United States, Native American, Census Rolls, 1885-1940 is a free collection at FamilySearch with a name-searchable index for the Native American censuses of various American Indian tribes. These also include some Native American birth and death indexes.

 

You’ll need to be logged in with a free FamilySearch account to search these records. It’s easy to register for a free account at FamilySearch.

 

 

What Can I Learn from Census Schedules?

 

The record content varies by year, but the census records generally contain the following:

  • Indian name
  • English name
  • Sex
  • Age
  • Relationship
  • Tribe
  • Reservation.
  • Current year’s roll number
  • Previous year’s roll number
  • A few of the censuses show the names of persons who were born or died during the year, along with date of birth and death.

 

Beginning in 1929, the following was added:

  • An annuity or allotment number is included if the tribe receives an annuity or allotment

 

Beginning in 1930, the following was added:

  • Surname
  • Given name
  • Degree of blood
  • Jurisdiction where enrolled
  • Name of the post office, county, and state
  • May list how many live or stillbirths a woman had

 

Birth records:

  • Census roll number (if born before the census was taken)
  • Full name
  • Birth date
  • If born live
  • Sex
  • Tribe
  • Degree of Indian blood
  • Parents degree of Indian blood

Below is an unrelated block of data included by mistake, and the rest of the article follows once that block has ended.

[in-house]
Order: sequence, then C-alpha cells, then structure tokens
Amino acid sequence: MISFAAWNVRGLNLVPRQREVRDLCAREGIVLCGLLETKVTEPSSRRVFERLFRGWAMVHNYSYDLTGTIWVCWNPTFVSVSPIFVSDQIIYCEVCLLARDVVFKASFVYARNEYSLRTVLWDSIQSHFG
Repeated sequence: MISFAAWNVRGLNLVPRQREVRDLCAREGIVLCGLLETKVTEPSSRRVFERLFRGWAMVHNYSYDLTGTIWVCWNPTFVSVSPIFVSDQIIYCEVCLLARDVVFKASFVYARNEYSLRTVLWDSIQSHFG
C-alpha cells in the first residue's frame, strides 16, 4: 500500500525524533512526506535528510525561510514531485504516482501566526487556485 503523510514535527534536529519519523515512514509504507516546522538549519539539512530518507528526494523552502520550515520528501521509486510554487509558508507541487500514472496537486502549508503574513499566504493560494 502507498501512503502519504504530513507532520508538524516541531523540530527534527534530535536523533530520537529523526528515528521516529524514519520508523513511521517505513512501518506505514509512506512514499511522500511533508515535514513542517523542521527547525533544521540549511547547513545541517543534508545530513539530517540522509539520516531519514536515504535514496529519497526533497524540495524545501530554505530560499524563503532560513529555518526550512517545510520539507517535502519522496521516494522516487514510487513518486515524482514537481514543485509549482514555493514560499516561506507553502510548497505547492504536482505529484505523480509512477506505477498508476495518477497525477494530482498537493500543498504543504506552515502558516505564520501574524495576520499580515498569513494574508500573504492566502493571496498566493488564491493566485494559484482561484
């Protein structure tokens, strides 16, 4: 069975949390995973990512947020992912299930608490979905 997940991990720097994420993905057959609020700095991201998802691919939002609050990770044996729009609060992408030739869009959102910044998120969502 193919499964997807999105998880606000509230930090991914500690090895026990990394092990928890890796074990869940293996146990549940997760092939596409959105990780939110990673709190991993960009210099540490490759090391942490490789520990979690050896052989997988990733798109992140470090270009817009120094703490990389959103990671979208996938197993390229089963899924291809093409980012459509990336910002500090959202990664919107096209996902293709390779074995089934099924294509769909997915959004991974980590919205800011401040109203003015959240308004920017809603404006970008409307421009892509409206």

• If living at jurisdiction where enrolled
  • If living at another jurisdiction and where
  • If living off reservation and where

 

Death records:

  • Census roll year and number
  • Full name
  • Death date
  • Age
  • Sex
  • Tribe
  • Degree of Indian blood
  • Cause of death
  • If living at jurisdiction where enrolled
  • If living at another jurisdiction and where

 

How Can Census Records Help Me Find Other Records?

 

With information from these records you may be able to:

  • Copy the citation, in case you need to find this record again later.
  • Use the ages listed to determine approximate birth dates and find the family in additional censuses.
  • Use the information found in the record to find church and vital records such as birth, baptism, marriage, and death records.
  • Use the information found in the record to find land, probate or other agency records.
  • Repeat this process with additional family members found, to find more generations of the family.

 

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